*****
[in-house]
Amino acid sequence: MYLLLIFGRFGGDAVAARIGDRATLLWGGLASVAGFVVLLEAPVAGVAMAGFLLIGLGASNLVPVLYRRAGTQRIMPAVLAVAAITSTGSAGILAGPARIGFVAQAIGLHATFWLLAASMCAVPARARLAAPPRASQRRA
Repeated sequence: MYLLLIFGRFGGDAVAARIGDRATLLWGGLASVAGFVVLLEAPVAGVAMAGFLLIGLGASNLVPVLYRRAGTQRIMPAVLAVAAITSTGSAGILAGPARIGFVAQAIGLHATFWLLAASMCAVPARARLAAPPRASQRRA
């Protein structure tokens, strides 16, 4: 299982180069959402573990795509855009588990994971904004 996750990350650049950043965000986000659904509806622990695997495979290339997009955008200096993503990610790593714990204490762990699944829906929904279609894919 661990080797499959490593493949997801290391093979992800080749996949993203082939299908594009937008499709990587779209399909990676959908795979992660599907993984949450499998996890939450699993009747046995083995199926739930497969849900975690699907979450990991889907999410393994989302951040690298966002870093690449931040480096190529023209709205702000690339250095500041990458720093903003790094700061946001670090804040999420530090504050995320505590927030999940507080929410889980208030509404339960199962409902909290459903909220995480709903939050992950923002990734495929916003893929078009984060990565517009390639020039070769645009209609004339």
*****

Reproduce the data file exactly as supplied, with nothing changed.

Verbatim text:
[in-house]
Amino acid sequence: MYLLLIFGRFGGDAVAARIGDRATLLWGGLASVAGFVVLLEAPVAGVAMAGFLLIGLGASNLVPVLYRRAGTQRIMPAVLAVAAITSTGSAGILAGPARIGFVAQAIGLHATFWLLAASMCAVPARARLAAPPRASQRRA
Repeated sequence: MYLLLIFGRFGGDAVAARIGDRATLLWGGLASVAGFVVLLEAPVAGVAMAGFLLIGLGASNLVPVLYRRAGTQRIMPAVLAVAAITSTGSAGILAGPARIGFVAQAIGLHATFWLLAASMCAVPARARLAAPPRASQRRA
């Protein structure tokens, strides 16, 4: 299982180069959402573990795509855009588990994971904004 996750990350650049950043965000986000659904509806622990695997495979290339997009955008200096993503990610790593714990204490762990699944829906929904279609894919 661990080797499959490593493949997801290391093979992800080749996949993203082939299908594009937008499709990587779209399909990676959908795979992660599907993984949450499998996890939450699993009747046995083995199926739930497969849900975690699907979450990991889907999410393994989302951040690298966002870093690449931040480096190529023209709205702000690339250095500041990458720093903003790094700061946001670090804040999420530090504050995320505590927030999940507080929410889980208030509404339960199962409902909290459903909220995480709903939050992950923002990734495929916003893929078009984060990565517009390639020039070769645009209609004339």